Yahoo has not let on much about what is planned for its first Mobile Developer Conference, announced this week and scheduled for Feb. 19 in San Francisco. But what we do know is that it signifies another step in CEO Marissa Mayer's push to bring the tech titan fully mobile.
Jarah Euston, vice president of Analytics and Marketing at Flurry, a mobile analytics startup that Yahoo acquired last summer, said in a Yahoo blog post Monday that the conference would feature the unveiling of a new suite of developer tools.
He said the tools would "help mobile developers better understand their users and improve, grow and monetize their apps."
Helping Out Developers
"The conference will include speakers from Yahoo, app developers and Yahoo's VP of Flurry products, Simon Khalaf's State of Mobile address," Euston said. "Breakout sessions will help developers solve some of the biggest issues they're facing in today's crowded app market."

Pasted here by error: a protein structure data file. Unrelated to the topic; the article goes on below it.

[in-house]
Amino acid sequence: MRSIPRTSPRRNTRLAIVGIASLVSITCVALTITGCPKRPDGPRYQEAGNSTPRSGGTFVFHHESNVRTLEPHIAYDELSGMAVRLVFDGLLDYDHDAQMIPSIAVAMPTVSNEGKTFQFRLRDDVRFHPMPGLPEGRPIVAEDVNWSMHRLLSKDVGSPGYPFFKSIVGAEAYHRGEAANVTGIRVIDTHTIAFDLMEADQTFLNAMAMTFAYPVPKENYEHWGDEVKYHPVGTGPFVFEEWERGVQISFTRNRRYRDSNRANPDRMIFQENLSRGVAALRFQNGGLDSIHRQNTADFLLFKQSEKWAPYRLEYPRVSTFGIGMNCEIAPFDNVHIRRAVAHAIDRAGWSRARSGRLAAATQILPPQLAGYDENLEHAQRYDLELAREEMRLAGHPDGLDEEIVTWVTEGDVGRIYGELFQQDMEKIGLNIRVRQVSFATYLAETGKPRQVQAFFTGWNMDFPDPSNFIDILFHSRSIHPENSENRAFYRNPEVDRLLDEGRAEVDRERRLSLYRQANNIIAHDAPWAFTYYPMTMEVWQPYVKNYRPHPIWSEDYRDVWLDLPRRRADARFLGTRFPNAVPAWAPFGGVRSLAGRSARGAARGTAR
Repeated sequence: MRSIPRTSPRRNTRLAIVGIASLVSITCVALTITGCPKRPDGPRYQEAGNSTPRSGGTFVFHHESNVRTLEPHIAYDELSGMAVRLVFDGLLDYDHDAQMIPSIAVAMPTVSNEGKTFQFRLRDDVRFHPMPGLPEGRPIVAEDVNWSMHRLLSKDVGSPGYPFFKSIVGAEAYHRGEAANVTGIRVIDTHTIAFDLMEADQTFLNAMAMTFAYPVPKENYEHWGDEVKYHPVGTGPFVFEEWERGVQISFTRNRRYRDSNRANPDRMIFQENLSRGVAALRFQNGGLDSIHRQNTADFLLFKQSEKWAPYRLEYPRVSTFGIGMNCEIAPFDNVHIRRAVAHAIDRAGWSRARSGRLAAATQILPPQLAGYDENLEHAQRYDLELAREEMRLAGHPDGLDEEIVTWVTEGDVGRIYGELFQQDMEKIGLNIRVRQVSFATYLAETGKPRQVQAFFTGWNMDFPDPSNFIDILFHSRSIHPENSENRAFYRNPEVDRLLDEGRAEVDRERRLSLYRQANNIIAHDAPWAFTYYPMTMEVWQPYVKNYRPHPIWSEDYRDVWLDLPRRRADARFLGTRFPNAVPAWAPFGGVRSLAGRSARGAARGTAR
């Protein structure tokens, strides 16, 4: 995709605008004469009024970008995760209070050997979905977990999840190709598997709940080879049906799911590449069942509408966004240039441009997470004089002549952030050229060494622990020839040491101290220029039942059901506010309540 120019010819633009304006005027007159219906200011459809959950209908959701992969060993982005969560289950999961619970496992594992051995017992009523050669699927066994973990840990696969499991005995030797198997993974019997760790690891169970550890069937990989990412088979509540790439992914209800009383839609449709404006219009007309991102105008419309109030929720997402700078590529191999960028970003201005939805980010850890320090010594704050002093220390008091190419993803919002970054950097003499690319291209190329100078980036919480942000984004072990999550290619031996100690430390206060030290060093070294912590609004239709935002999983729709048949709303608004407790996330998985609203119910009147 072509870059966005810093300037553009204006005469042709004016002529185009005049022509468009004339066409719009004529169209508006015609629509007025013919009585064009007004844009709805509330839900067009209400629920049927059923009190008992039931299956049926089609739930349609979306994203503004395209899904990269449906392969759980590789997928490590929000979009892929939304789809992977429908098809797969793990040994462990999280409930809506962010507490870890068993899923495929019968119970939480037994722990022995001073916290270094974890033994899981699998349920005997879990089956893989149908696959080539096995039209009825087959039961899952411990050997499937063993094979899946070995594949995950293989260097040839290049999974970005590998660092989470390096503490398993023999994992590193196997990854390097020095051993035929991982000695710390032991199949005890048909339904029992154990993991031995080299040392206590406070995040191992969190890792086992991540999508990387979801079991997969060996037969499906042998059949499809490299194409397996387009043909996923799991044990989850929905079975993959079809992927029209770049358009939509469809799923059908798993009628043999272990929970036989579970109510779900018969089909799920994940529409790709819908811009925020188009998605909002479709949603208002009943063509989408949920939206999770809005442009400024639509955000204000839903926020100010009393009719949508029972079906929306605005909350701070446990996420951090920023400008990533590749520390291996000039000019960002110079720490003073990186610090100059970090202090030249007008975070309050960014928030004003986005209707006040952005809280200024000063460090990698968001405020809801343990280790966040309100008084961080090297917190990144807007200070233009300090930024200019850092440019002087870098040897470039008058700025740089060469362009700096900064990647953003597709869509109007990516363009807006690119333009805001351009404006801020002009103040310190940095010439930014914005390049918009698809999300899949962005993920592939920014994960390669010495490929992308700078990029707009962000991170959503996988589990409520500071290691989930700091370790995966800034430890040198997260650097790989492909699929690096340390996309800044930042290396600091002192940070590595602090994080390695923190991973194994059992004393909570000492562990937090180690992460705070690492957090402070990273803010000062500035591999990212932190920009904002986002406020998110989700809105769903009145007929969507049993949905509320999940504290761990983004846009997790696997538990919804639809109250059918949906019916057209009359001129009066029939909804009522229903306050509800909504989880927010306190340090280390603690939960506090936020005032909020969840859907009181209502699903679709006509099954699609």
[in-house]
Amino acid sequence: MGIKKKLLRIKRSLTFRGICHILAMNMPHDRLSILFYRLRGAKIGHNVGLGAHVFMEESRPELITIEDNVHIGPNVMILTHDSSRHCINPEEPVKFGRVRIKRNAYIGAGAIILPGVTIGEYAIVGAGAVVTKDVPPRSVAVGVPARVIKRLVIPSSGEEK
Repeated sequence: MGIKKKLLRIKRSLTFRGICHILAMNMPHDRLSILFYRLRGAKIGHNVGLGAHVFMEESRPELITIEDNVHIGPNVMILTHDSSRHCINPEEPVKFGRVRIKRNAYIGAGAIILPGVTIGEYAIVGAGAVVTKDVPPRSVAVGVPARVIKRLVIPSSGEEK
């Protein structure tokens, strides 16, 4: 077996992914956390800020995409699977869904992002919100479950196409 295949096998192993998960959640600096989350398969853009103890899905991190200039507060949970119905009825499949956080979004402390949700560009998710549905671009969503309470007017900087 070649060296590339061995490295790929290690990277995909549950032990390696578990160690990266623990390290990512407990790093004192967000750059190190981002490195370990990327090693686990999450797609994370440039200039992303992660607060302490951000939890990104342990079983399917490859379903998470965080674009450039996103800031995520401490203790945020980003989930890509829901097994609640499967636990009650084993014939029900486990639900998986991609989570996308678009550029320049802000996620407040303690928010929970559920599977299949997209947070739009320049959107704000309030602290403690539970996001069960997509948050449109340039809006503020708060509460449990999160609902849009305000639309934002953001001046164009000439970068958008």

Admission to the conference will be free, but it is limited to around 1,000 developers. Signups for the conference and updates on the speakers and agenda will be made available online.
A recent Flurry report noted that for the first time, mobile has surpassed television as America's "first screen." Average time using handheld devices rose in the U.S. by 9.3 percent -- from two hours and 42 minutes to two hours and 57 minutes -- over the past nine months. Time spent watching a TV, meanwhile, remained at two hours and 48 minutes.
The changing market is "making the mobile experience, and the job of mobile developers, more important than ever," Euston said.
At a TechCrunch Disrupt Conference in New York last spring, Mayer said that when she first arrived at Yahoo two years ago, "mobile was everyone's hobby. It was no one's job." She said she set out to make mobile a main focus at Yahoo.
"Mobile is doubling on every traffic metric we have," she reportedly told the conference. "But it doesn't mean that Yahoo's mobile strategy is already successful. Yahoo ended 2013 with no apps in Apple's top 100. In other words, producing massive mobile hits is a long and difficult process."